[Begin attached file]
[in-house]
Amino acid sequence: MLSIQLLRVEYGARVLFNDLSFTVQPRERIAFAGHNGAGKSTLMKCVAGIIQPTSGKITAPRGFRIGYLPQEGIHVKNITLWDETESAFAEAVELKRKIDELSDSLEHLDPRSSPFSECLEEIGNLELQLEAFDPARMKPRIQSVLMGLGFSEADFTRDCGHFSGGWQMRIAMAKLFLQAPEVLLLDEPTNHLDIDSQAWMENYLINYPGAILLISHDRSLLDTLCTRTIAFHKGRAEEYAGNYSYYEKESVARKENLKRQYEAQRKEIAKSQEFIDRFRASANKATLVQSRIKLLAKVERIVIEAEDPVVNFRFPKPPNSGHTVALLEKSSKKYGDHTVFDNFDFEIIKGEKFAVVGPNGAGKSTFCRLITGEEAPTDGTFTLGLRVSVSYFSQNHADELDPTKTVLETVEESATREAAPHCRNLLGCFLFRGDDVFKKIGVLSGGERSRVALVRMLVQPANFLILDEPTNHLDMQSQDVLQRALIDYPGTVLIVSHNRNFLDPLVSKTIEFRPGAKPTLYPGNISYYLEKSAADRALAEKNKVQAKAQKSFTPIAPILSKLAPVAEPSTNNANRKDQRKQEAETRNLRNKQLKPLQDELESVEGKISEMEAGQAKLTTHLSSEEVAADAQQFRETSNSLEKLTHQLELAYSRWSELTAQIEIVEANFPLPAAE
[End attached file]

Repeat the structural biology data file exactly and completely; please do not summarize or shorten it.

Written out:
[in-house]
Amino acid sequence: MLSIQLLRVEYGARVLFNDLSFTVQPRERIAFAGHNGAGKSTLMKCVAGIIQPTSGKITAPRGFRIGYLPQEGIHVKNITLWDETESAFAEAVELKRKIDELSDSLEHLDPRSSPFSECLEEIGNLELQLEAFDPARMKPRIQSVLMGLGFSEADFTRDCGHFSGGWQMRIAMAKLFLQAPEVLLLDEPTNHLDIDSQAWMENYLINYPGAILLISHDRSLLDTLCTRTIAFHKGRAEEYAGNYSYYEKESVARKENLKRQYEAQRKEIAKSQEFIDRFRASANKATLVQSRIKLLAKVERIVIEAEDPVVNFRFPKPPNSGHTVALLEKSSKKYGDHTVFDNFDFEIIKGEKFAVVGPNGAGKSTFCRLITGEEAPTDGTFTLGLRVSVSYFSQNHADELDPTKTVLETVEESATREAAPHCRNLLGCFLFRGDDVFKKIGVLSGGERSRVALVRMLVQPANFLILDEPTNHLDMQSQDVLQRALIDYPGTVLIVSHNRNFLDPLVSKTIEFRPGAKPTLYPGNISYYLEKSAADRALAEKNKVQAKAQKSFTPIAPILSKLAPVAEPSTNNANRKDQRKQEAETRNLRNKQLKPLQDELESVEGKISEMEAGQAKLTTHLSSEEVAADAQQFRETSNSLEKLTHQLELAYSRWSELTAQIEIVEANFPLPAAE